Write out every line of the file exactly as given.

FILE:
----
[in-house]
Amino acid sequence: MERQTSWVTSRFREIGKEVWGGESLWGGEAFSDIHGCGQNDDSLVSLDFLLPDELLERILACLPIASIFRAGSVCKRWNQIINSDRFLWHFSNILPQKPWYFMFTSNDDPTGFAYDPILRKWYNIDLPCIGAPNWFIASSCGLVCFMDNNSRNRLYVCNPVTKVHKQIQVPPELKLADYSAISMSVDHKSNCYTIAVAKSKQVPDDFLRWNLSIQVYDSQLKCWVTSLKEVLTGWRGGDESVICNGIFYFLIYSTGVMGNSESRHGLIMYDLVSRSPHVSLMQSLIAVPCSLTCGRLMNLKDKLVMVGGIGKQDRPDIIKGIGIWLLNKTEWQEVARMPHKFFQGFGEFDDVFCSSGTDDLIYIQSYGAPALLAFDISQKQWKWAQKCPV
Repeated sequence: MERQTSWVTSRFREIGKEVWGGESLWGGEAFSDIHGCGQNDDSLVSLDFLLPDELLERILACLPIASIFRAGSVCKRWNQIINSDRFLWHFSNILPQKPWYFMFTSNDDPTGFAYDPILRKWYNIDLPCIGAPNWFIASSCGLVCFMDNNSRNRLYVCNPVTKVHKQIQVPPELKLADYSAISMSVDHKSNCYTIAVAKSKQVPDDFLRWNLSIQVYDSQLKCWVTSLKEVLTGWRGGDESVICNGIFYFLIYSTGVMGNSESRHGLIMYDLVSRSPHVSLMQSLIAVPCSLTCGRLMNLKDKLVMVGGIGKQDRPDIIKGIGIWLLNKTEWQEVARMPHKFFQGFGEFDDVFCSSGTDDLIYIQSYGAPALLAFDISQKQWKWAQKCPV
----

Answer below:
[in-house]
Amino acid sequence: MERQTSWVTSRFREIGKEVWGGESLWGGEAFSDIHGCGQNDDSLVSLDFLLPDELLERILACLPIASIFRAGSVCKRWNQIINSDRFLWHFSNILPQKPWYFMFTSNDDPTGFAYDPILRKWYNIDLPCIGAPNWFIASSCGLVCFMDNNSRNRLYVCNPVTKVHKQIQVPPELKLADYSAISMSVDHKSNCYTIAVAKSKQVPDDFLRWNLSIQVYDSQLKCWVTSLKEVLTGWRGGDESVICNGIFYFLIYSTGVMGNSESRHGLIMYDLVSRSPHVSLMQSLIAVPCSLTCGRLMNLKDKLVMVGGIGKQDRPDIIKGIGIWLLNKTEWQEVARMPHKFFQGFGEFDDVFCSSGTDDLIYIQSYGAPALLAFDISQKQWKWAQKCPV
Repeated sequence: MERQTSWVTSRFREIGKEVWGGESLWGGEAFSDIHGCGQNDDSLVSLDFLLPDELLERILACLPIASIFRAGSVCKRWNQIINSDRFLWHFSNILPQKPWYFMFTSNDDPTGFAYDPILRKWYNIDLPCIGAPNWFIASSCGLVCFMDNNSRNRLYVCNPVTKVHKQIQVPPELKLADYSAISMSVDHKSNCYTIAVAKSKQVPDDFLRWNLSIQVYDSQLKCWVTSLKEVLTGWRGGDESVICNGIFYFLIYSTGVMGNSESRHGLIMYDLVSRSPHVSLMQSLIAVPCSLTCGRLMNLKDKLVMVGGIGKQDRPDIIKGIGIWLLNKTEWQEVARMPHKFFQGFGEFDDVFCSSGTDDLIYIQSYGAPALLAFDISQKQWKWAQKCPV